IZA DP No. 10426: The Plough, Gender Roles, and Corruption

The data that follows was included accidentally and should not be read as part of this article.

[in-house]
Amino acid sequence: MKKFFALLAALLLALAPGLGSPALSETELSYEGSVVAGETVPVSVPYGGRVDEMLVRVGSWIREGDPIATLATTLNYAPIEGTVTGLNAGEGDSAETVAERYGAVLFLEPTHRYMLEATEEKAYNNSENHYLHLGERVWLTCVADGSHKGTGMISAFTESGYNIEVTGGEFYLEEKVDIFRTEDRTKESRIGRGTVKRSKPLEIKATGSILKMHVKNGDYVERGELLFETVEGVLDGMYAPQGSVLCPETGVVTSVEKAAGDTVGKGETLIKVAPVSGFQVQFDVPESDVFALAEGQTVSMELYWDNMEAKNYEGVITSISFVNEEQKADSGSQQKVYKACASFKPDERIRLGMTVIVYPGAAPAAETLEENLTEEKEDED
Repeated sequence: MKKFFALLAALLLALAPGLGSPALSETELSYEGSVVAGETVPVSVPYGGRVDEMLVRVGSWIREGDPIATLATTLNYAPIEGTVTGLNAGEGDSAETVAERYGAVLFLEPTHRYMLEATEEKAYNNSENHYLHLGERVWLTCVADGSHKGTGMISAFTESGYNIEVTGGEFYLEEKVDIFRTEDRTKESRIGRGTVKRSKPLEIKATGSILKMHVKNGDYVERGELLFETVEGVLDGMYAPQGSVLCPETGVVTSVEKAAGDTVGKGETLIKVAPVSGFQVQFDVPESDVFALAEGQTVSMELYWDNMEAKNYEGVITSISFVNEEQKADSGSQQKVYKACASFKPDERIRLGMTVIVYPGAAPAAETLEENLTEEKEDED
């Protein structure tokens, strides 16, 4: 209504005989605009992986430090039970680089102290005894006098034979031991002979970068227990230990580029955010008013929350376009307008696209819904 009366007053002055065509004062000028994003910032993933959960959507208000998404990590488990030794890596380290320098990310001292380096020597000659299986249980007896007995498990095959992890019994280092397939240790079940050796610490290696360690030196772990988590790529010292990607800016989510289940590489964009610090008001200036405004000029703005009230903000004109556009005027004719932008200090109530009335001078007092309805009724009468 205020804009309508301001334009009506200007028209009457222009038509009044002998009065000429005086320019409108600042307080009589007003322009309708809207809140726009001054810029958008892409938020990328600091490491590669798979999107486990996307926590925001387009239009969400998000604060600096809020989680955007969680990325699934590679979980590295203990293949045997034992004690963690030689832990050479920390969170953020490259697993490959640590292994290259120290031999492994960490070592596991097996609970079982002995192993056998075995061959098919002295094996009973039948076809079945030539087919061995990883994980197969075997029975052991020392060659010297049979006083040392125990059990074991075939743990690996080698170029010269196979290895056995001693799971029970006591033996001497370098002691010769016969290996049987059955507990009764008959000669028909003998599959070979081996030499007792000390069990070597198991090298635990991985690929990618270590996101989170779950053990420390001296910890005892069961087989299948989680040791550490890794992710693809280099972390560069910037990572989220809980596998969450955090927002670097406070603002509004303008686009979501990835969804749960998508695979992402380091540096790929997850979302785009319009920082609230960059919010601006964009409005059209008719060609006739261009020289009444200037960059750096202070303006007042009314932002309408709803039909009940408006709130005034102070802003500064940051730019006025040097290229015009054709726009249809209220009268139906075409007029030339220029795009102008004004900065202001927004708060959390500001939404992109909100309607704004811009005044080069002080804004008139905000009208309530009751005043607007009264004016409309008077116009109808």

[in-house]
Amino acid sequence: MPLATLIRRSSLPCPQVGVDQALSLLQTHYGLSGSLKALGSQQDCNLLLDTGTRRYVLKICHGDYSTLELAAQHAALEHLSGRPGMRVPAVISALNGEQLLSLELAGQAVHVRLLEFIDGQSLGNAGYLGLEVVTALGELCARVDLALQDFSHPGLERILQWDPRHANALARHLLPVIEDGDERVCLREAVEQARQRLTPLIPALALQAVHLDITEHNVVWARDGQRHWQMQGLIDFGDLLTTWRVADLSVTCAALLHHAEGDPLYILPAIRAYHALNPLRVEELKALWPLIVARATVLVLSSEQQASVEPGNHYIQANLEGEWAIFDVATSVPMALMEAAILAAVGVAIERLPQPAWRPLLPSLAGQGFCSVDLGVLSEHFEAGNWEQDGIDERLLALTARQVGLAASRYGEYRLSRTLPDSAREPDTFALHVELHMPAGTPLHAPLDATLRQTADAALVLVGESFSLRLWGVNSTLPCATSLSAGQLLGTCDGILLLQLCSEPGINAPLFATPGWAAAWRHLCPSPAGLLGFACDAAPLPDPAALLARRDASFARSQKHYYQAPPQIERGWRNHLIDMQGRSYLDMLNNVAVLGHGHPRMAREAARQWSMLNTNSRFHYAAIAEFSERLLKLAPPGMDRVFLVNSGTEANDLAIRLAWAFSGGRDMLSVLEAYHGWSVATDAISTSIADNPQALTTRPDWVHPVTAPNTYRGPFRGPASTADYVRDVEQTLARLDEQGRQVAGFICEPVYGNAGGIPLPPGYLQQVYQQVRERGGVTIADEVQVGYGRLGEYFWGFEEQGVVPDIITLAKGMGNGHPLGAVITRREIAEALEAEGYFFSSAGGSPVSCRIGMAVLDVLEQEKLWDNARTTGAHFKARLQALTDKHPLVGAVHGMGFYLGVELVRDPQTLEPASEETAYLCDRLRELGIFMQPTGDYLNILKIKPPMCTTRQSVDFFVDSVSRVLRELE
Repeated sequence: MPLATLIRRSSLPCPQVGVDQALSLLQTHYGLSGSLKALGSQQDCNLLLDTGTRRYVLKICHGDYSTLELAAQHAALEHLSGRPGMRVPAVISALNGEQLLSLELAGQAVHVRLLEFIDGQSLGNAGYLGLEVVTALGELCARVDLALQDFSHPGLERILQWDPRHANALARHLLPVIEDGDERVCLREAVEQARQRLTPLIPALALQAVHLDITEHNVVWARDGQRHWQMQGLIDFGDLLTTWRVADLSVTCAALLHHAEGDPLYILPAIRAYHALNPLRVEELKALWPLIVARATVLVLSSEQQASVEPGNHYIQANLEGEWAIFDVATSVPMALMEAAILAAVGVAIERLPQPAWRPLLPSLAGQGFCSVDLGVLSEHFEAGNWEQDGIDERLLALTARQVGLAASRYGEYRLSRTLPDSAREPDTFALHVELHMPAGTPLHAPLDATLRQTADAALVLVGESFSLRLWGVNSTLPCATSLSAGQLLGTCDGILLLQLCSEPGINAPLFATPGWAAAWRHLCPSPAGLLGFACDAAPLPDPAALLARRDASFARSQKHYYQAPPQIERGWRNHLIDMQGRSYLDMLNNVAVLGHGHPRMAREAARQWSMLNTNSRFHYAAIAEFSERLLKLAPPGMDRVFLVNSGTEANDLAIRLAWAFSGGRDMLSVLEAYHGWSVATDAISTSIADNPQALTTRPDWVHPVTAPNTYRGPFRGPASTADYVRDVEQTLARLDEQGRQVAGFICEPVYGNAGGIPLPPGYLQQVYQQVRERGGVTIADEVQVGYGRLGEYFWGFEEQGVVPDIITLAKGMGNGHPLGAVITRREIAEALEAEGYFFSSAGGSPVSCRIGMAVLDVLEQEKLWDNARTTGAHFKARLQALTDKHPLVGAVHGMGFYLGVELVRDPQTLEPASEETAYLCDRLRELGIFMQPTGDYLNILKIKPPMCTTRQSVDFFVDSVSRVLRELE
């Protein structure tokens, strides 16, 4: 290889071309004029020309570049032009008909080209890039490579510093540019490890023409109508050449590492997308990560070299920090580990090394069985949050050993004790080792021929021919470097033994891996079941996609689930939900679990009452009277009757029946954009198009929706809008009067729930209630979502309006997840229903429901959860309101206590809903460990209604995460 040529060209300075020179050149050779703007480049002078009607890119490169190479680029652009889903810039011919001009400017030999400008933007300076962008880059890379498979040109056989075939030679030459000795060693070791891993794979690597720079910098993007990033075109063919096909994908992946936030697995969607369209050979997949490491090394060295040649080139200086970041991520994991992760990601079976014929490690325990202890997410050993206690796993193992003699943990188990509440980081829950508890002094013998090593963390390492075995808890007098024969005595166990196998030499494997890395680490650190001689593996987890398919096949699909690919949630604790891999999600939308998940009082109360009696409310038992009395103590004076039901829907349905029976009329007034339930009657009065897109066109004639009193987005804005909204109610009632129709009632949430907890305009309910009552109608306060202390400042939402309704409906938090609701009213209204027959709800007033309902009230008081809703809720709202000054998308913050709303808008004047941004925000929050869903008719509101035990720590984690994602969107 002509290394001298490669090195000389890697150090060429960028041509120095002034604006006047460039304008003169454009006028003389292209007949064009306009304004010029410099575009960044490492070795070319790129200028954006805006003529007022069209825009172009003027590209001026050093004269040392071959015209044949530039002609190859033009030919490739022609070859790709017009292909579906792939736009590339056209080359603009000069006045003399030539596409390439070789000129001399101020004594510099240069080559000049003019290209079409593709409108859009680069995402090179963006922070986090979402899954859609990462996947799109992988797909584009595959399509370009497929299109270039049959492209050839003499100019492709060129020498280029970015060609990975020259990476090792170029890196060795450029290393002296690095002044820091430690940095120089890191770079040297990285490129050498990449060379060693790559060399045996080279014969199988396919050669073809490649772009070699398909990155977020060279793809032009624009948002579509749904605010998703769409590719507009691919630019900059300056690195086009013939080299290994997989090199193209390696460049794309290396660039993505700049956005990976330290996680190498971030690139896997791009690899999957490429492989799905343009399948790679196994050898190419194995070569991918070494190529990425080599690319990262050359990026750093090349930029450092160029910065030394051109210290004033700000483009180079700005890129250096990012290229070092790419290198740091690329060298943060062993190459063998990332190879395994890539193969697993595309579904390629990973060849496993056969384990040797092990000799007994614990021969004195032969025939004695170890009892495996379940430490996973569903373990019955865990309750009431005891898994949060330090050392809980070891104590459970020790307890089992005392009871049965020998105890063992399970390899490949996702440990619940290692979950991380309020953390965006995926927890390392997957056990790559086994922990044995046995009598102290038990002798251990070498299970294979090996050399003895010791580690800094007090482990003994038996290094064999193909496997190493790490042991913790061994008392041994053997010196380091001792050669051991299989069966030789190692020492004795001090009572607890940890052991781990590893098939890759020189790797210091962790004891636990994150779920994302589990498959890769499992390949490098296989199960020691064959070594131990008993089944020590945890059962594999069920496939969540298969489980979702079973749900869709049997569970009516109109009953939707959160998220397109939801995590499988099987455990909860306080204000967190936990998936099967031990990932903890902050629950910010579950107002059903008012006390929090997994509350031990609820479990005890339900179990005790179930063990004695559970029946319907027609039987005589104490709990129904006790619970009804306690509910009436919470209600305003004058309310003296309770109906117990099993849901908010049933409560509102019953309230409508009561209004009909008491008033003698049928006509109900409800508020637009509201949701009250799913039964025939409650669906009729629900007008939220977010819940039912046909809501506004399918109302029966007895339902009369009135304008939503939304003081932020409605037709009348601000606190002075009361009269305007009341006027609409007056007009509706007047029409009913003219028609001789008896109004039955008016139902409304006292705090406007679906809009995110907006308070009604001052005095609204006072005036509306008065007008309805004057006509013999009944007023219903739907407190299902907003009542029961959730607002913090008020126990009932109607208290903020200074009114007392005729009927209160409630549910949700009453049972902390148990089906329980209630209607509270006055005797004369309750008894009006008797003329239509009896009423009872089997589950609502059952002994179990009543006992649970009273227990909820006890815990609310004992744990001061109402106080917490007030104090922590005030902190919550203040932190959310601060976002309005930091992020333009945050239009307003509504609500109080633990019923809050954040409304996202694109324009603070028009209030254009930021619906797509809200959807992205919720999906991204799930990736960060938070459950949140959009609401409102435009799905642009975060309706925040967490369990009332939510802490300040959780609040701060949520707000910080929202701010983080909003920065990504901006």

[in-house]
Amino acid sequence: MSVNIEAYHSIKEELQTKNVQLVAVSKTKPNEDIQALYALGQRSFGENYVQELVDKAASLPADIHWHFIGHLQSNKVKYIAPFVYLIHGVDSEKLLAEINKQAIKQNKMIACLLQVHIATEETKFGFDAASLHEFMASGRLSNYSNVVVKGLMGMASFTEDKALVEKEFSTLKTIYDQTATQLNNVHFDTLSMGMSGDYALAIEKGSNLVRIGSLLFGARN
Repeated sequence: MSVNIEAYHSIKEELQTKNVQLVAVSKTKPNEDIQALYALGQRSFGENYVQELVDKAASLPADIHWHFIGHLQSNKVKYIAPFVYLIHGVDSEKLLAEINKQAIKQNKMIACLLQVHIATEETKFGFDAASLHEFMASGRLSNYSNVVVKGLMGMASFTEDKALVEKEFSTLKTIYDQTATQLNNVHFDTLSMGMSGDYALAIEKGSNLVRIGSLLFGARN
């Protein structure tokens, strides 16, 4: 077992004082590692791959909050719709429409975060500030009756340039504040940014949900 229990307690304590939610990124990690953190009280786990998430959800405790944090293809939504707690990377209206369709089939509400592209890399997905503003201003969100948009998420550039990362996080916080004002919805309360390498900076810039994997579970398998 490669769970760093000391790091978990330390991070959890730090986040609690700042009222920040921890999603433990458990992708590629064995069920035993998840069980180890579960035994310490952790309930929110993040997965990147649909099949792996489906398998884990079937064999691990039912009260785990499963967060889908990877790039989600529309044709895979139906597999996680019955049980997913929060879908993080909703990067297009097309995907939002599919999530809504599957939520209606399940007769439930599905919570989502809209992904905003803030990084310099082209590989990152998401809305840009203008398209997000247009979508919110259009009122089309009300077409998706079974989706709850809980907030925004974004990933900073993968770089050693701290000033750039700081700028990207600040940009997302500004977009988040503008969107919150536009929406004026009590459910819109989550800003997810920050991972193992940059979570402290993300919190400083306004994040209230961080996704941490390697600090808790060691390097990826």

Cross-national empirical studies of corruption commonly find that nations in which women play a greater role in economic and public life suffer less corruption. This finding has been controversial in that measures of women's participation in the labour force and politics are potentially endogenous. This study uses an aspect of national ancestral geography as an instrumental variable towards estimating the true causal effect of gender upon corruption. The ensuing estimates indicate that ordinary least squares estimates of the coefficients of regressors measuring women's economic and political influ-ence, in regressions in which measured corruption is the dependent variable, are substantially biased.